Just after I returned from Brussels in 1998, I was assigned the position of director of rural development in the Ministry of Agriculture, Forestry and Fisheries. I was asked to introduce direct income payments to the farmers in less advantaged areas, which was the first time direct income payments had been made in Japan. There was a strong belief that farmers' incomes in these areas should be on par with ordinary non-farm household incomes. I found, however, that there are various kinds of farming and non-farming activities; some grow apples, some grow cucumbers, some keep cows, some work for factories and some work for local governments. The incomes from these farming activities fluctuate every year, too. It was next-to-impossible to identify their income levels. I stopped investigating farmers' incomes and also stopped trying to equate them in these areas with the ordinary non-farm household incomes. I read through paragraph thirteen of Annex II of the WTO's Agreement on Agriculture which states that 'the payment shall be limited to the extra costs or loss of income involved in undertaking agricultural production in the prescribed area.' I noticed that all I had to do was rectify the disadvantage of farming activities in the area which is mostly characterized by land slope. Paddy fields are an instrument for producing rice and rice is the representative product growing there. We had data for the production costs of rice. I had the sample data rearranged according to the degrees of land slope and measured the cost difference between flat land and sloped land. I let 80% of the cost difference be the amount of payment to a paddy field to avoid overcompensation.

3. My suggestions

Since I am not an expert in the field of statistics, there may be ways to increase the efficiency of data collection and enhance its accuracy or credibility that are unknown to me.

Even when perfect data is obtained, however, if a farmer changes his production type, it is difficult to find an accurate amount for a direct payment to him. Or if you change the amount of direct payment for each farmer, it will entail higher administrative costs. Also, if a farmer is satisfied with his direct payment, he may not wish to adopt a more efficient method of production.

Previous OECD work mentions that targeted measures to correct market failures linked to the provision of public goods should be introduced before making an income direct payment. Or when there is plenty of room for improving the efficiency of the farm sector, a policy to enhance it is a way to reduce costs and increase incomes. This sequence of introducing policies is important in order to diminish the difficulties of introducing income direct payments.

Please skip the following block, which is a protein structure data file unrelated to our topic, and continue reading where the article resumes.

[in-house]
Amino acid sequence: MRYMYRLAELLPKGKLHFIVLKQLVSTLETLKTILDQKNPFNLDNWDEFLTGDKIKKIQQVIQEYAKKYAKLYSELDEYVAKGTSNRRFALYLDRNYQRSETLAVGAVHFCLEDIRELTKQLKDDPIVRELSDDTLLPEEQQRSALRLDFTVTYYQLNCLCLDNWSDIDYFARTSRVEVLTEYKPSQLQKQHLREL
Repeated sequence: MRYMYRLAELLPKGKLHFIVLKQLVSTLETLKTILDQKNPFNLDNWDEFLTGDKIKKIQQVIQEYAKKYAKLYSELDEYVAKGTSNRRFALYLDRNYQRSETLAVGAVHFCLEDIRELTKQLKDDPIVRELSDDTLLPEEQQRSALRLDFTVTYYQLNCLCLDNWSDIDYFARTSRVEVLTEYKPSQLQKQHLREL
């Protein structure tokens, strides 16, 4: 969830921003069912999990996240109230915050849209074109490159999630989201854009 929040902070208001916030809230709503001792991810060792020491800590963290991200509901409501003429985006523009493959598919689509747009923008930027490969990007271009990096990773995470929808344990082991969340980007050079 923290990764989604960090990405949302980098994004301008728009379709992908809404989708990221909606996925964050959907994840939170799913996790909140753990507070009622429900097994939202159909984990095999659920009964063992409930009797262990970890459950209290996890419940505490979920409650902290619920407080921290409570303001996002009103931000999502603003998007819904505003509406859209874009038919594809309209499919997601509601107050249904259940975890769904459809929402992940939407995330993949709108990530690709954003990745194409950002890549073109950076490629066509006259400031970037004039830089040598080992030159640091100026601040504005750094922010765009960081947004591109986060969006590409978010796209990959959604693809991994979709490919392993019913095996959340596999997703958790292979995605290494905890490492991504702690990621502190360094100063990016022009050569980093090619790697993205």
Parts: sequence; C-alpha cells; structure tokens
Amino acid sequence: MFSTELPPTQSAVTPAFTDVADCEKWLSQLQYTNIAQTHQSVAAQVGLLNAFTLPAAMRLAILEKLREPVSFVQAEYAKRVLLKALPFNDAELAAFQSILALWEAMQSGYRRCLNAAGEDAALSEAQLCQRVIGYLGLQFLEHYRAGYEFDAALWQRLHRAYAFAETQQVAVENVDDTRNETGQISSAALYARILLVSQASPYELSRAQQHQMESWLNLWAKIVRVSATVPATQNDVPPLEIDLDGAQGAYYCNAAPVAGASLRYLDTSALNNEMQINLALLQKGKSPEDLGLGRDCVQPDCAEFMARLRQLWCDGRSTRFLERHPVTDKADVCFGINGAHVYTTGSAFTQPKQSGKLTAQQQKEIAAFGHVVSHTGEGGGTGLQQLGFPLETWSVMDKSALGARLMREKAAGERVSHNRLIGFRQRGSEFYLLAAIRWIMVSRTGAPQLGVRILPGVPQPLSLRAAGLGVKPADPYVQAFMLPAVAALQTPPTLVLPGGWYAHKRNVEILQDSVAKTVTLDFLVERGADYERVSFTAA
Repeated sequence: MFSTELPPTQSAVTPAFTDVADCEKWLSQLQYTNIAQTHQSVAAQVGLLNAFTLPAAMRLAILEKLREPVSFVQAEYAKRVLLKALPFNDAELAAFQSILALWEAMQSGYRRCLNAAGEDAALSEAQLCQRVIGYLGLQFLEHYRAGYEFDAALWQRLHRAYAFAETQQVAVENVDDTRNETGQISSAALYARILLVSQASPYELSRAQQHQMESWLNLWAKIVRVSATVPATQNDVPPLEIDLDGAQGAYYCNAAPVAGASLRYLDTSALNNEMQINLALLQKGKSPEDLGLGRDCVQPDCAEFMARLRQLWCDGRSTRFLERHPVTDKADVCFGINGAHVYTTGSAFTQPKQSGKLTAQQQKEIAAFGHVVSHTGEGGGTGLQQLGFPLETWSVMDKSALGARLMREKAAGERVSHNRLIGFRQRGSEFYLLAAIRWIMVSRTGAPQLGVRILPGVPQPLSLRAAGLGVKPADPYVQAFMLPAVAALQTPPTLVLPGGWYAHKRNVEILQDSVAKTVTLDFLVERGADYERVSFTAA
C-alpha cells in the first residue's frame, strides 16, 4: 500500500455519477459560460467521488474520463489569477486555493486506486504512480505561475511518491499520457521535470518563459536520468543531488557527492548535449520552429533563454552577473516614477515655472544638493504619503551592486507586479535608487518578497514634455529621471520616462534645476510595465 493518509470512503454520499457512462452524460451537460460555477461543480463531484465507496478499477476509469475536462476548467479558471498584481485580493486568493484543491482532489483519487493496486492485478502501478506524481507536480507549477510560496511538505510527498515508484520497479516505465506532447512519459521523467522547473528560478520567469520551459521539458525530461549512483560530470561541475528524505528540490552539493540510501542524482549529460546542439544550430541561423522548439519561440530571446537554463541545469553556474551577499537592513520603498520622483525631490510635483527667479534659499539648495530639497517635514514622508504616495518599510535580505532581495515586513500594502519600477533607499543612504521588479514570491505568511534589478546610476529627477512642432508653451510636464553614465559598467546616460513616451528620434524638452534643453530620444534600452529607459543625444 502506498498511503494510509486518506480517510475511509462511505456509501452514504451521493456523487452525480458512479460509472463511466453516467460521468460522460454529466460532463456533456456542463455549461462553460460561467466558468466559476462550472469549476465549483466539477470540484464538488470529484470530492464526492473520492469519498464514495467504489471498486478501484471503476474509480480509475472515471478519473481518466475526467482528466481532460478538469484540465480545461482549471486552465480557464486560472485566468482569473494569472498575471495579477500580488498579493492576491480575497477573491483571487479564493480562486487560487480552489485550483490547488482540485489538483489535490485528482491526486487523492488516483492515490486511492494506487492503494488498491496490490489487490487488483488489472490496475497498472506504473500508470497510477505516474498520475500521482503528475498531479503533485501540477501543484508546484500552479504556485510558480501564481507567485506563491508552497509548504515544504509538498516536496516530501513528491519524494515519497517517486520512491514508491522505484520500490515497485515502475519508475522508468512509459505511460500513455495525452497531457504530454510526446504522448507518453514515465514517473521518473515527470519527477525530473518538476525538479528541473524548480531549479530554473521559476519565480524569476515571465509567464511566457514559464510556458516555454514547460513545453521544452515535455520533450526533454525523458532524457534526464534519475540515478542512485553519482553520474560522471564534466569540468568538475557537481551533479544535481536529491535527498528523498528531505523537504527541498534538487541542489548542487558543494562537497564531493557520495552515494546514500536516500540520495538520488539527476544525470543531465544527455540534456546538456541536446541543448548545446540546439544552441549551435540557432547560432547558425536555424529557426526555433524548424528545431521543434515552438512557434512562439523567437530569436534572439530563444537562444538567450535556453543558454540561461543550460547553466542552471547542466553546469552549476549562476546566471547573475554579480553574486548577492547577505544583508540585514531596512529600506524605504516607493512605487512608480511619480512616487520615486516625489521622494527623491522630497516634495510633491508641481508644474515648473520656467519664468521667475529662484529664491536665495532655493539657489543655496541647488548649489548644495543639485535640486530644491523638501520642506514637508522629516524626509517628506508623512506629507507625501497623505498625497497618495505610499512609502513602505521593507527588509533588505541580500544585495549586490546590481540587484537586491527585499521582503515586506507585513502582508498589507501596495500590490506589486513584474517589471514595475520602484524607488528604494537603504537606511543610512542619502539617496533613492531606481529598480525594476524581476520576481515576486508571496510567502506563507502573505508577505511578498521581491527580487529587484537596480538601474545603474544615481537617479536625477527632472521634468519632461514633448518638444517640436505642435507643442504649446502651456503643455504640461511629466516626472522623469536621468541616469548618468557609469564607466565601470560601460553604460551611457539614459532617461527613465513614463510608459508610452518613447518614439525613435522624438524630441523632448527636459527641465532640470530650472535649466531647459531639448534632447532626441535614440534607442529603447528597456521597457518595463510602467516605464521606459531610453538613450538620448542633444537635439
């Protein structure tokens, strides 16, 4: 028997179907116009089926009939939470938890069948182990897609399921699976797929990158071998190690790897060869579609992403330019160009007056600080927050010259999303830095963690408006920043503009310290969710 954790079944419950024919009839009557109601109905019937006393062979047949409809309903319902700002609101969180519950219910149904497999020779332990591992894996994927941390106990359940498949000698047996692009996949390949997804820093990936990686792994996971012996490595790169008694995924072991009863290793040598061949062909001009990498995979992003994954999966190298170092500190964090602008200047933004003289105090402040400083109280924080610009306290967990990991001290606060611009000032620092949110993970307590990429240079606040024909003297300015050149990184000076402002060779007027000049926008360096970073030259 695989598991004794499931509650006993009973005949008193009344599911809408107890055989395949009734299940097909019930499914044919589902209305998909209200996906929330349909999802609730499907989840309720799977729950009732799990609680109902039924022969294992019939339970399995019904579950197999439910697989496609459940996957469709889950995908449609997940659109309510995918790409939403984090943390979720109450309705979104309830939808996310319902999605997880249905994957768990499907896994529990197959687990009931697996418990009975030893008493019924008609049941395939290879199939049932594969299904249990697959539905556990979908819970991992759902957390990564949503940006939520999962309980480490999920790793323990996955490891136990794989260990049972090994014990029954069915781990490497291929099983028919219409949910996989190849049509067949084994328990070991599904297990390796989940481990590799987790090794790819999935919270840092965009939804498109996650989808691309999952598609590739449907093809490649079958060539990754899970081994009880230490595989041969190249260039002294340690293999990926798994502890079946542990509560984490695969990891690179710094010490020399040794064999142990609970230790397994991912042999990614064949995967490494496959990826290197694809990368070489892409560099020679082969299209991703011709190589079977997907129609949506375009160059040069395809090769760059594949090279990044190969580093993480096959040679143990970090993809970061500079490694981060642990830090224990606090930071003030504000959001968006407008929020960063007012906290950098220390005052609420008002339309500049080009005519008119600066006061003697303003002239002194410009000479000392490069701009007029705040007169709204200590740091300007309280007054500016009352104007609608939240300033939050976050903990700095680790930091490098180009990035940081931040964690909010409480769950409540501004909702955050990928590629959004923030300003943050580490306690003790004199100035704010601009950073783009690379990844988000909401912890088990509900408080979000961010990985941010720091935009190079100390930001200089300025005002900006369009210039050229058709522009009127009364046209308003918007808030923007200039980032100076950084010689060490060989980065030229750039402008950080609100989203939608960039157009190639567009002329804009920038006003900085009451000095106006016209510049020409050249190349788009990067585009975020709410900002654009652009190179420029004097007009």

In addition, we have to keep in mind that income direct payment is not the sole instrument for improving farmers' incomes. When people in rural areas find it difficult to access medical facilities, the best and most targeted policy is building an infrastructure - roads or hospitals - which enables people to have access to them. Income direct payment is an indirect and inefficient policy for addressing this issue. When I planned the direct payment policy for less advantaged regions, I told Japanese politicians and leaders of farmers' groups that this policy was not a panacea, that we should give different kinds of medicine to different patients according to their illness and that it was not appropriate to give eye-drops to a patient whose stomach aches.

When the introduction of income direct payment becomes inevitable, we should keep the scheme simple and avoid overcompensation. For example, when the income direct payment is made to compensate price reductions, the amount of price reduction should be measured and the normal ratio of income included in the amount of price reduction based on the statistics of production costs should be specified. The forgone income should then become the amount of the direct payment. Farmers who are not affected by price reduction, such as part-time farmers whose main sources of income are from non-farm activities, should be excluded from this scheme.

* Source: The article was reprinted from Proceedings of OECD/PACIOLI Workshop on Information Needs for the Analysis of Farm Household Income Issues [PDF:1.0MB], edited by Moreddu, C. and K. J. Poppe, Den Haag, LEI (Report 8.04.04), published on October 27, 2004 (Chapter 4, pp.35-38).

October 27, 2004 Proceedings of OECD/PACIOLI Workshop on Information Needs for the Analysis of Farm Household Income Issues

November 22, 2004